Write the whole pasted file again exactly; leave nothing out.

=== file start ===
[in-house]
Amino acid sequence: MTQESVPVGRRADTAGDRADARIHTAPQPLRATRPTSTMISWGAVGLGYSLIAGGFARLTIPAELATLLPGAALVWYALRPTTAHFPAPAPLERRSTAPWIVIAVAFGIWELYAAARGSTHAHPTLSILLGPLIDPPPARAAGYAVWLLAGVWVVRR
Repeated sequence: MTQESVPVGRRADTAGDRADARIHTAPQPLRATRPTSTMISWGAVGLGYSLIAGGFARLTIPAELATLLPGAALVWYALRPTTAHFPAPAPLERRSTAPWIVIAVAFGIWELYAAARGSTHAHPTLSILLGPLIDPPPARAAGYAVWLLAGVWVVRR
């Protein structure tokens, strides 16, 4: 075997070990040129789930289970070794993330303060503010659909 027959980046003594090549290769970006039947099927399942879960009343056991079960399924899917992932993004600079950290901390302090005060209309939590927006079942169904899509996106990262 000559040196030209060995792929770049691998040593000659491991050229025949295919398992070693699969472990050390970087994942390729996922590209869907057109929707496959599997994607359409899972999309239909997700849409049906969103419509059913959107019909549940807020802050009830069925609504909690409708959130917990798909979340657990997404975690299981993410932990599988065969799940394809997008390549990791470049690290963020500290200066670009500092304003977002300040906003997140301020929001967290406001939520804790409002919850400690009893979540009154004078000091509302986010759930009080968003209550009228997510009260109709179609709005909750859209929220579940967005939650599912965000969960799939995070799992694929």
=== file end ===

[in-house]
Amino acid sequence: MTQESVPVGRRADTAGDRADARIHTAPQPLRATRPTSTMISWGAVGLGYSLIAGGFARLTIPAELATLLPGAALVWYALRPTTAHFPAPAPLERRSTAPWIVIAVAFGIWELYAAARGSTHAHPTLSILLGPLIDPPPARAAGYAVWLLAGVWVVRR
Repeated sequence: MTQESVPVGRRADTAGDRADARIHTAPQPLRATRPTSTMISWGAVGLGYSLIAGGFARLTIPAELATLLPGAALVWYALRPTTAHFPAPAPLERRSTAPWIVIAVAFGIWELYAAARGSTHAHPTLSILLGPLIDPPPARAAGYAVWLLAGVWVVRR
């Protein structure tokens, strides 16, 4: 075997070990040129789930289970070794993330303060503010659909 027959980046003594090549290769970006039947099927399942879960009343056991079960399924899917992932993004600079950290901390302090005060209309939590927006079942169904899509996106990262 000559040196030209060995792929770049691998040593000659491991050229025949295919398992070693699969472990050390970087994942390729996922590209869907057109929707496959599997994607359409899972999309239909997700849409049906969103419509059913959107019909549940807020802050009830069925609504909690409708959130917990798909979340657990997404975690299981993410932990599988065969799940394809997008390549990791470049690290963020500290200066670009500092304003977002300040906003997140301020929001967290406001939520804790409002919850400690009893979540009154004078000091509302986010759930009080968003209550009228997510009260109709179609709005909750859209929220579940967005939650599912965000969960799939995070799992694929």